Thursday, 2 April 2015


For three weeks, London’s BBC 4 presented a gripping thriller from Israel. This is rare. Most TV films tend to be USA imports. On the top list, tick:  “Sopranos” (about the Italian Mafia), “24” (CIA super hero), “Wire” (drugs, surveillance and crime); to cite a few. “Homeland” the latest most popular series is also from the USA but is based on “Prisoners of War” by award winning Israeli producer and screenwriter, Gideon Raff.
Hostages. Pic from Small Things
“Hostages” is a brilliant tale of a family held captive by four ruthless gunners.  Also known as “Bnei Aruba” in Hebrew...the programme is unique...
Unique because on each of the Saturday night that the heart thumping piece was beamed, two to three episodes were flashed in succession.  Held in their own home, a professional couple and two teenage children, suffer immensely. 

The father is a school teacher; the mother a highly rated surgeon. That is the general idea.  Beneath the guns and domestic tension lies a huge association. The gunmen are super connected. They want the Prime Minister, who is scheduled to be operated by Mama Surgeon, dead.
 “If you want to see your children grow up and marry...” leader of the hostage takers, a local police officer, turned thug, calmly threatens the wife. “The Prime Minister must die tomorrow.” As the pretty surgeon drives to the hospital the following day, the four kidnappers watch her through a video monitor fixed on her phone while keeping guard on her husband and kids.  Now.
That is the main plot. A powerful narrative running through ten episodes. Beneath this poisonous snake are tiny, ongoing story lines, each as powerful as the main one. So what happens? Film unfolds. We are confronted with all sorts of tales, scenes and relationships. Just to offer a few examples. Noa, the 17 year old daughter has just found out that she is pregnant. The boy, Assaf, is a clever 15 year old hacker who is able to figure out that his father is in financial crisis.  Dad is in deep shit.  Two of the hostage takers are lovers; the man, a merciless, insane killer.  The youngest (and most erratic) of the kidnappers, starts liking, Noa, the daughter.
Many twists and half way into the film, every character is brought into sharp focus. Nothing seems straightforward; nothing simple. Meanwhile, we peer into the relatively unknown inner life of Israel through the mortuary, computers, infidelity, cars, hard work, dogs, etc. 

“Film,” the great American screenwriter, Preston Sturges, (pictured above) who died in 1959, wrote in Sullivan’s Travels, “is the greatest educational medium the world has ever known.”
Yes. Creators of “Hostages”, Rotem Shamir and Omri Givon manage to give us a glimpse of Israeli family and society. The language used is Hebrew. May we pause for a minute and reflect on that?
Lately, Tanzania has been debating the issue of language instruction in schools. Many academics, critics and politicians have exemplified countries which “developed” through their own languages. Writing in our sister paper, Mwananchi, last Sunday, African American scholar and promoter of Kiswahili, Professor Pete Mhunzi, argued, “Let us not forget that a lot of people in many countries use English as a commercial and communication language to others...  When these people are in their own countries they use their own national languages. Examples are Germans, Japanese, French, Italians, Chinese, Russians...”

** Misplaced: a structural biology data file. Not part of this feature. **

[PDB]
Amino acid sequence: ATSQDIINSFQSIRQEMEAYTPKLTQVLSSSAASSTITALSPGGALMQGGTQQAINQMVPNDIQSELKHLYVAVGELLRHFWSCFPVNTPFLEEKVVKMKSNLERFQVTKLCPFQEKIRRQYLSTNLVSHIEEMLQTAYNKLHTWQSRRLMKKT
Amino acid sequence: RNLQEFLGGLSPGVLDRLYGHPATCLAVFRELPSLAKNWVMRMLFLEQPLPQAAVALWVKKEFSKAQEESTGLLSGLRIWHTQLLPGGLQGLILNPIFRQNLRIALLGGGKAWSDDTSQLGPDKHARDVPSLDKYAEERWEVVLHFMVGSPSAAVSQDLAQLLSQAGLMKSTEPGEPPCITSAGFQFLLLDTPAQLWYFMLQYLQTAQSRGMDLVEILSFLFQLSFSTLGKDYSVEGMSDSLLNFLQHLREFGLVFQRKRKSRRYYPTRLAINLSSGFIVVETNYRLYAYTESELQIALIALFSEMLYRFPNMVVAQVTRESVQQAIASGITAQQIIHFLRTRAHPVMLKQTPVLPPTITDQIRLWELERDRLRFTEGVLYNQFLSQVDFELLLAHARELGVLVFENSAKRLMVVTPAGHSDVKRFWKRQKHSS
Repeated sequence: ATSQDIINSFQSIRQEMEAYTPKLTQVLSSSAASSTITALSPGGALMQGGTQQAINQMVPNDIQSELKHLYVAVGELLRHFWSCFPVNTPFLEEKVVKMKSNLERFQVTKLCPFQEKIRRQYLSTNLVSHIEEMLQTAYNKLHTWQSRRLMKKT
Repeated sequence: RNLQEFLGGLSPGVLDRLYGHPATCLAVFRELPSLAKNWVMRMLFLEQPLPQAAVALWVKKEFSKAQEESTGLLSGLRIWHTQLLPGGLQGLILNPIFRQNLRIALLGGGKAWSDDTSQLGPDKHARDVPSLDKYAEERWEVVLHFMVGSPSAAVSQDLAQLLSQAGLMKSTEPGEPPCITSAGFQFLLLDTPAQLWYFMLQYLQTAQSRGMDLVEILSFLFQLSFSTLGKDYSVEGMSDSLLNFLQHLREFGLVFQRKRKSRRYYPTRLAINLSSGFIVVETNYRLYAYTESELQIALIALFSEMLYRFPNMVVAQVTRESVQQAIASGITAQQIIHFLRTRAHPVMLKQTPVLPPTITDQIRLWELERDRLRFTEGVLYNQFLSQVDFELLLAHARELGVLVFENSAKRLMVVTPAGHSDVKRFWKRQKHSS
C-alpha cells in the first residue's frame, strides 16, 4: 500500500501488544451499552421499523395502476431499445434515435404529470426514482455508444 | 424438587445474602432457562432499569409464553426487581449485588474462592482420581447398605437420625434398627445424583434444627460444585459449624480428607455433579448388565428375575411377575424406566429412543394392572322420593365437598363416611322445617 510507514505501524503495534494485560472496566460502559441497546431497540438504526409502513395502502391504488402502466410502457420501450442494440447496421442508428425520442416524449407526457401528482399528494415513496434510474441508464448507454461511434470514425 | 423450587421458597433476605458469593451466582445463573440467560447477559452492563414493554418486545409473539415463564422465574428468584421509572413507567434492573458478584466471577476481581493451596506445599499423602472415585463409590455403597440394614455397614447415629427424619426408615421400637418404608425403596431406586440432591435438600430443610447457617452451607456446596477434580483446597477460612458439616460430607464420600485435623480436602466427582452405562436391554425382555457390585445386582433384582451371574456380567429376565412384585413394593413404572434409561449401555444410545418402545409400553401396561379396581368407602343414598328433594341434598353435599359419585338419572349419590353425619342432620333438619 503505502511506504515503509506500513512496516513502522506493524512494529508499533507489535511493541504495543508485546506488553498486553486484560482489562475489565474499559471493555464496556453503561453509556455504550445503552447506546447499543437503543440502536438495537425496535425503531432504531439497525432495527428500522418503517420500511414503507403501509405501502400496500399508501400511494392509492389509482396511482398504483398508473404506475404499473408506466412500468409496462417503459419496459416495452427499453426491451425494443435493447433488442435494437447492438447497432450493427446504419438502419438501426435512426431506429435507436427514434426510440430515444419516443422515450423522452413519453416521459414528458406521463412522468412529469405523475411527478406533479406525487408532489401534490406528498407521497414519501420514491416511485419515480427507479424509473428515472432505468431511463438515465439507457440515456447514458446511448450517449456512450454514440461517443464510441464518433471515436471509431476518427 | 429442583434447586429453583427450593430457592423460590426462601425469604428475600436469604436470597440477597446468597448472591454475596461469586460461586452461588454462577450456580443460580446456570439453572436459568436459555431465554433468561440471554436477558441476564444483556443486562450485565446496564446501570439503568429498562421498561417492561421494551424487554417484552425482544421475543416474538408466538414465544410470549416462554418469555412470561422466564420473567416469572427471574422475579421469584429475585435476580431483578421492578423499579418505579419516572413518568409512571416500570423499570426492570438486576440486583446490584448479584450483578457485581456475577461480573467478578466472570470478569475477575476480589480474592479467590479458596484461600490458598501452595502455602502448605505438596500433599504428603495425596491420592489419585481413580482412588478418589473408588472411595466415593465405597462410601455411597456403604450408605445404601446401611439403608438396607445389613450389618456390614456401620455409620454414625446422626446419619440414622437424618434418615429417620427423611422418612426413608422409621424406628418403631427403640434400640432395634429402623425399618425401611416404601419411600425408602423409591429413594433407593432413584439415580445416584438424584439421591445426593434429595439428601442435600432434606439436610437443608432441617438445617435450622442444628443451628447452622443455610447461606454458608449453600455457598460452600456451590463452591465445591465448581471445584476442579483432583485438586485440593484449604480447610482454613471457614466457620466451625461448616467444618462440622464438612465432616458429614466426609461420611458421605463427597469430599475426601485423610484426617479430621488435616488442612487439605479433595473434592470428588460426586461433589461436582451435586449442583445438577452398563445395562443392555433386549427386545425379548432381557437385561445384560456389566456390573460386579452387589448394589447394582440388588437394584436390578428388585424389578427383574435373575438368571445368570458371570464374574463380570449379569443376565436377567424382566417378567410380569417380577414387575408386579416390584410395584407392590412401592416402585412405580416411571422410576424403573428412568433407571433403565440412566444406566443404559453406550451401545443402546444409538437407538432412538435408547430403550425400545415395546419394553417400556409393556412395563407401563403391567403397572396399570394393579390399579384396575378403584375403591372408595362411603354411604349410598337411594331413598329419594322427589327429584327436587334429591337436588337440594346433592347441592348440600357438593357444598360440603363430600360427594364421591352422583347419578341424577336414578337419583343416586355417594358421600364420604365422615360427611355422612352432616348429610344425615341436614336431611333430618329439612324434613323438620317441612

Shalom.  Could we hear that sentence again, please, Professor Mhunzi? Many countries operate in their own languages. But when dealing with you, they resort to English.
Prof Mhunzi. Pic from his website

As I watched “Hostages” I realised it had no ridiculous mixing and borrowing from other external languages or trying to please American and English film viewers. Actually an American version (with a similar title) was inspired and made in 2013. Hear, hear.  Stick to your own roots. You shall be honoured.
BBC 4 has actually done this deliberately.
In 2013 the London based corporation announced it was going to, “cement BBC 4 as home to international drama” by beaming three foreign language series. “Crimes of Passion” set in the 1950s Sweden, “1864” from Denmark and “Hostages” which we are discussing here. All these films are viewed in their bona fide, original, authentic languages with subtitles.
 One day, a Swahili drama series being broadcast, as such. The question is, why not? This can only happen if our artists and creators of entertainment push up their confidence and invent stuff about our own lives. Albinos. Juju priests. Giraffes. Swahili food. Whatever. People all over the world love learning about others through works of fiction. So far we know (and witness) Israel, only, through eyes of the Palestinian crisis, Gaza, terrorism and politics. But watching a movie like this gives you a different perspective. Makes you aware that beyond the political blah- blah are families, corrupt police, sex, dogs and the heart beat. Just like you and me.

- Published in Citizen Tanzania newspaper 20th March, 2015.


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